Great writing! What I particularly found interesting was your point about the rise of the extrovert in today’s society. It’s something I have never really noticed, how social media allows extroverts to express themselves in a way that introverts can’t or don’t feel comfortable doing. Extroverts seem to do the things in public that extroverts don’t, which is maybe why they prefer camping over partying. It is an interesting dichotomy in the 21st century that was brought to my attention by this essay, and I don’t think there was this much of a difference between the two in past generations.

  24. Kirsten Holm says:

    It’s interesting, when you think about it, the standards people hold for extroverts and introverts, and yet there are people who fall in the “both” or “neither” category. I also wonder, in certain cultures, is one “type” more desirable than another? Even in the US, the general consensus is that if you have to be one or the other, being an extrovert is somehow better. However, some cultures surely must prefer the humble, quiet, shy, and solitary characteristics of an introvert. This might be an interesting thing to explore to see what cultures create what expectations of people on this way, and perhaps why they value one over the other. But, as I said in the first sentence, things aren’t really so black and white. Do other cultures have more complex terms to describe the differing social types of people? Or perhaps even more simple? Then there could be questions about the social hierarchy. Is a well off person who is an introvert rude to other people? Are the poor people who are extroverts speaking out of line? I’d think social statu might play into it too, and as such people have different standards for the personalities that each class “should” have.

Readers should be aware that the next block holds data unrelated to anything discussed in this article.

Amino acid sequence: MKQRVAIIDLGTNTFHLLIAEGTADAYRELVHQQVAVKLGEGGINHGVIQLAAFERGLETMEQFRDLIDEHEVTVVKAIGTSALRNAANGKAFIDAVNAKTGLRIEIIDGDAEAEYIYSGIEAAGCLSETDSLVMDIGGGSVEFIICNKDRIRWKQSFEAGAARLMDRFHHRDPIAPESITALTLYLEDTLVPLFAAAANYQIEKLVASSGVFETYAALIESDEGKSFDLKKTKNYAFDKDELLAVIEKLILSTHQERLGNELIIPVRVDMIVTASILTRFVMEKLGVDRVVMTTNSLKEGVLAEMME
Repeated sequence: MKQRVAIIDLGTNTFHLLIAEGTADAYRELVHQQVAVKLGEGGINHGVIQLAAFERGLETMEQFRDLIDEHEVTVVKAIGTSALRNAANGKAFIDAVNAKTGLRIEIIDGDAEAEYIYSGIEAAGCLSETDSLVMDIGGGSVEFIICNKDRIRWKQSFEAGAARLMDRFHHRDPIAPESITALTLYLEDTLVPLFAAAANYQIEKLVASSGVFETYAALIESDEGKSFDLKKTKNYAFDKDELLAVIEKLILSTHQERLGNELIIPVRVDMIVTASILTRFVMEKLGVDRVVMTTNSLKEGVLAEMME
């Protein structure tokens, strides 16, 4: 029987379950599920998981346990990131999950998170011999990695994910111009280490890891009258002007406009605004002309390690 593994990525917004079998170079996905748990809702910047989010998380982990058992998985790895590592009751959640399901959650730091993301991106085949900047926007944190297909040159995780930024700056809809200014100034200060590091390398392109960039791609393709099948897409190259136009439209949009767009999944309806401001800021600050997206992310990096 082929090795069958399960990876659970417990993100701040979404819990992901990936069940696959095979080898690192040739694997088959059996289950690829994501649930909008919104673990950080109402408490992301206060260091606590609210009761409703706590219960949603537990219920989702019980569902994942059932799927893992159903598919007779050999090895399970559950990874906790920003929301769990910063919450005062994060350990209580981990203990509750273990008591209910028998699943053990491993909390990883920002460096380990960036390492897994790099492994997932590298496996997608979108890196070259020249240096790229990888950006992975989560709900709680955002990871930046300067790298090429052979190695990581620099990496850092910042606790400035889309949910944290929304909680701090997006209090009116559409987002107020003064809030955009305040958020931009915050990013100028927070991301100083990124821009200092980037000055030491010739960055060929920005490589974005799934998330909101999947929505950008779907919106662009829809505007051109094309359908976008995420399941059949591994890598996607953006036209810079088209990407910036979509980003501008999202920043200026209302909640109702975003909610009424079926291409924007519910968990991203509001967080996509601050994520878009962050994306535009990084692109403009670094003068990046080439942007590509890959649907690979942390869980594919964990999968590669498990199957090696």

25. Graham says: